Defence says it is supporting Australians posted to the now-scrapped submarine-building project in France, as local anger grows over the shock decision to cancel the massive contract.
In the industrial city of Cherbourg, where design work on the Attack class fleet was underway, there are fears of hundreds of job losses following last week’s termination of the $90 billion deal.
“It was totally unexpected from everyone, I think,” said the wife of one Australian defence employee currently working with France’s Naval Group company in Cherbourg.
The woman, who declined to give her name, told local media she felt great disappointment and surprise when she heard Australia had decided to switch to an alternative submarine plan.
“I feel really sad, really upset that we were setting up to be quite happy here, and now we have to go,” she said.
Another Australian, who also spoke on the condition of anonymity, said she and other families were “seriously worried about their physical safety”.
“Cherbourg is a small town, and many jobs will be lost,” the woman told the ABC.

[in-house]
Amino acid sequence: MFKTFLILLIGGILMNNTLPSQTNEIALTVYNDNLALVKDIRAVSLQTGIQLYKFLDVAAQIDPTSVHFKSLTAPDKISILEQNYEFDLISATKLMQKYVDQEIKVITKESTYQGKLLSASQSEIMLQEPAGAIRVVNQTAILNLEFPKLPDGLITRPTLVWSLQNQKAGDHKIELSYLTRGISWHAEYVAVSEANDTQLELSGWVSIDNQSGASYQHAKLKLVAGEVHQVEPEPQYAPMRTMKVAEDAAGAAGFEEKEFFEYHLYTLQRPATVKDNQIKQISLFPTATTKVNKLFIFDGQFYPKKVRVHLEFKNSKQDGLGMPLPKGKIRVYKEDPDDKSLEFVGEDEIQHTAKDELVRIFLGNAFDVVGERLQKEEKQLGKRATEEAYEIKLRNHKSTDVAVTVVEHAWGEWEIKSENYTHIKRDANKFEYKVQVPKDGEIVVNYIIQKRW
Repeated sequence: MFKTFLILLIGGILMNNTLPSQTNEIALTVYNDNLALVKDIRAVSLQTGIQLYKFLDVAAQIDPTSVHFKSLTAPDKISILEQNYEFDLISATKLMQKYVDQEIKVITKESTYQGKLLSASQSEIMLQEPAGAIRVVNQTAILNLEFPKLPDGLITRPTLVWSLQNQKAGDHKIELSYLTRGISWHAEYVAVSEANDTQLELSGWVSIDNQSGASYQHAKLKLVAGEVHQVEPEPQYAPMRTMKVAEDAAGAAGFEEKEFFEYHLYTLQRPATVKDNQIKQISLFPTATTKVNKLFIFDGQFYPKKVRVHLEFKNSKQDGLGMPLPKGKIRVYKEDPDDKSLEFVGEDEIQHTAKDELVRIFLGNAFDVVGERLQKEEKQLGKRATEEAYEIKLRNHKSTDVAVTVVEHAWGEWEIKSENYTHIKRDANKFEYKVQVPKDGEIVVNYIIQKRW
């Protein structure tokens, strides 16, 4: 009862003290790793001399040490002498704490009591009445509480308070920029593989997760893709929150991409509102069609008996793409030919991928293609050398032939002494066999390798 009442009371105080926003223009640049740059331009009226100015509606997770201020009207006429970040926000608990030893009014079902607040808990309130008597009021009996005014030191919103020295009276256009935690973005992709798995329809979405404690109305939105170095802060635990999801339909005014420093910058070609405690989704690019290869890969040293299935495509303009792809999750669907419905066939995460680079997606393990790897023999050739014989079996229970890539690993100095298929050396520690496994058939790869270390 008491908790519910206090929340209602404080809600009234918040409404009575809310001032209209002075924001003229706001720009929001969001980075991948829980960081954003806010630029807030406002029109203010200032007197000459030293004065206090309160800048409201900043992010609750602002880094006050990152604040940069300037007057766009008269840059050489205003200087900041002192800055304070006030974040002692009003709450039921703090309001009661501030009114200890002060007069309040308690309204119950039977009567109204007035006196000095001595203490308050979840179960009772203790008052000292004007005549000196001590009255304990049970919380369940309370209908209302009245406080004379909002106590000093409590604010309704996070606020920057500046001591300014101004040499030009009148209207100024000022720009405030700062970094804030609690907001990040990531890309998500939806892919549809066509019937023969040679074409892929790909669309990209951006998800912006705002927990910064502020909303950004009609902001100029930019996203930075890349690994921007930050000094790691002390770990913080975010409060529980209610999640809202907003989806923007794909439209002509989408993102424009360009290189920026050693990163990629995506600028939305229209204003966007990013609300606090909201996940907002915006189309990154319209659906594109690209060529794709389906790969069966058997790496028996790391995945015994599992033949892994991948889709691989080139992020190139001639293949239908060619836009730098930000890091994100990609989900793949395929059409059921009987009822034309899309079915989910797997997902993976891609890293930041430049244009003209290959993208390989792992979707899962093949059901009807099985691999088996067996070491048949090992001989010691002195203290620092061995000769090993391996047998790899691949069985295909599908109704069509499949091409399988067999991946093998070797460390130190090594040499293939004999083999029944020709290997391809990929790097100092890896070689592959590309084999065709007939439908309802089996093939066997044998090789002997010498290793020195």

“We are expected to return to Australia before Christmas, but it may not be feasible.”
Australia will dump the controversial French deal to construct 12 conventionally-powered submarines to instead pursue a nuclear fleet with help from the United States and United Kingdom.
France has reacted furiously to the Australian government’s move and taken the unprecedented step of recalling its ambassadors from Canberra and Washington.
As Australia negotiates the contract termination, the Defence Department has confirmed there were “33 Australians working in the Defence team in Cherbourg”.
“Defence takes the welfare of its employees very seriously and is ensuring their wellbeing is looked after during this time,” a department spokesperson said in a statement.
Cherbourg’s mayor Benoit Arrive, who last week scheduled an urgent meeting with Australian ambassador Gillian Bird, described the submarine decision as an “industrial and human disappointment” and “a real slap in the face for French foreign policy”.
Local officials believe around 600 jobs could be lost in the Normandy city because of Australia’s decision to terminate its lucrative contract with France’s Naval Group.Internet Explorer Channel Network